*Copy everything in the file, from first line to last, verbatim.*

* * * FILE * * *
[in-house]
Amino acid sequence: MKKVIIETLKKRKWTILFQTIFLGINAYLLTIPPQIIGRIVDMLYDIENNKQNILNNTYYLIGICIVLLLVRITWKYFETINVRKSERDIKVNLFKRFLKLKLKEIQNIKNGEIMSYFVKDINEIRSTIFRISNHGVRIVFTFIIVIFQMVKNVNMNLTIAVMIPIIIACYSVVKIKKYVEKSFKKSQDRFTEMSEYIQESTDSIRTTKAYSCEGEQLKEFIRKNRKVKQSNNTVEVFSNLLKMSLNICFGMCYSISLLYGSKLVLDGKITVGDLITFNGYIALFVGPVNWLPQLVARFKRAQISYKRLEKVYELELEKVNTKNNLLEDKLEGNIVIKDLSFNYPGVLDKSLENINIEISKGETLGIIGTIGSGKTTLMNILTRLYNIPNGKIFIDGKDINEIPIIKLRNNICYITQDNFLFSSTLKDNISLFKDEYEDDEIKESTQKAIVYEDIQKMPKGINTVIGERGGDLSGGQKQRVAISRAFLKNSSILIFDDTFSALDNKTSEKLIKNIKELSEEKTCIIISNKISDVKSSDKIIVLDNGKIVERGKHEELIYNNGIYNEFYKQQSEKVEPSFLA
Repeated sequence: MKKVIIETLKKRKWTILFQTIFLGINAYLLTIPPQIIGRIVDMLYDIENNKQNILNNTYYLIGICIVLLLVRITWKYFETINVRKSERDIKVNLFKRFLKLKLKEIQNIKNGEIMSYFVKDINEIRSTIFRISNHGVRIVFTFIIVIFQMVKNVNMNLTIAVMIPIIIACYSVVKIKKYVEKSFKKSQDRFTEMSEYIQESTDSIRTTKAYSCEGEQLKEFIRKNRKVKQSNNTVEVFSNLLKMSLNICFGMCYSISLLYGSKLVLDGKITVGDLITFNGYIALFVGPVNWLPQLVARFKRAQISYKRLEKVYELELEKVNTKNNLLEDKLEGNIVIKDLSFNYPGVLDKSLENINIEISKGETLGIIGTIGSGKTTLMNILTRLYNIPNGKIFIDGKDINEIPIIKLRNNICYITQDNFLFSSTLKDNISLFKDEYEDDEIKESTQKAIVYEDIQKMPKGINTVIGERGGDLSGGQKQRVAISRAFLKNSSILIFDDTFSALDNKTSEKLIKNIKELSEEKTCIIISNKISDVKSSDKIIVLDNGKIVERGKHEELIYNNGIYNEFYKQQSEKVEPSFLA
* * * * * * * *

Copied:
[in-house]
Amino acid sequence: MKKVIIETLKKRKWTILFQTIFLGINAYLLTIPPQIIGRIVDMLYDIENNKQNILNNTYYLIGICIVLLLVRITWKYFETINVRKSERDIKVNLFKRFLKLKLKEIQNIKNGEIMSYFVKDINEIRSTIFRISNHGVRIVFTFIIVIFQMVKNVNMNLTIAVMIPIIIACYSVVKIKKYVEKSFKKSQDRFTEMSEYIQESTDSIRTTKAYSCEGEQLKEFIRKNRKVKQSNNTVEVFSNLLKMSLNICFGMCYSISLLYGSKLVLDGKITVGDLITFNGYIALFVGPVNWLPQLVARFKRAQISYKRLEKVYELELEKVNTKNNLLEDKLEGNIVIKDLSFNYPGVLDKSLENINIEISKGETLGIIGTIGSGKTTLMNILTRLYNIPNGKIFIDGKDINEIPIIKLRNNICYITQDNFLFSSTLKDNISLFKDEYEDDEIKESTQKAIVYEDIQKMPKGINTVIGERGGDLSGGQKQRVAISRAFLKNSSILIFDDTFSALDNKTSEKLIKNIKELSEEKTCIIISNKISDVKSSDKIIVLDNGKIVERGKHEELIYNNGIYNEFYKQQSEKVEPSFLA
Repeated sequence: MKKVIIETLKKRKWTILFQTIFLGINAYLLTIPPQIIGRIVDMLYDIENNKQNILNNTYYLIGICIVLLLVRITWKYFETINVRKSERDIKVNLFKRFLKLKLKEIQNIKNGEIMSYFVKDINEIRSTIFRISNHGVRIVFTFIIVIFQMVKNVNMNLTIAVMIPIIIACYSVVKIKKYVEKSFKKSQDRFTEMSEYIQESTDSIRTTKAYSCEGEQLKEFIRKNRKVKQSNNTVEVFSNLLKMSLNICFGMCYSISLLYGSKLVLDGKITVGDLITFNGYIALFVGPVNWLPQLVARFKRAQISYKRLEKVYELELEKVNTKNNLLEDKLEGNIVIKDLSFNYPGVLDKSLENINIEISKGETLGIIGTIGSGKTTLMNILTRLYNIPNGKIFIDGKDINEIPIIKLRNNICYITQDNFLFSSTLKDNISLFKDEYEDDEIKESTQKAIVYEDIQKMPKGINTVIGERGGDLSGGQKQRVAISRAFLKNSSILIFDDTFSALDNKTSEKLIKNIKELSEEKTCIIISNKISDVKSSDKIIVLDNGKIVERGKHEELIYNNGIYNEFYKQQSEKVEPSFLA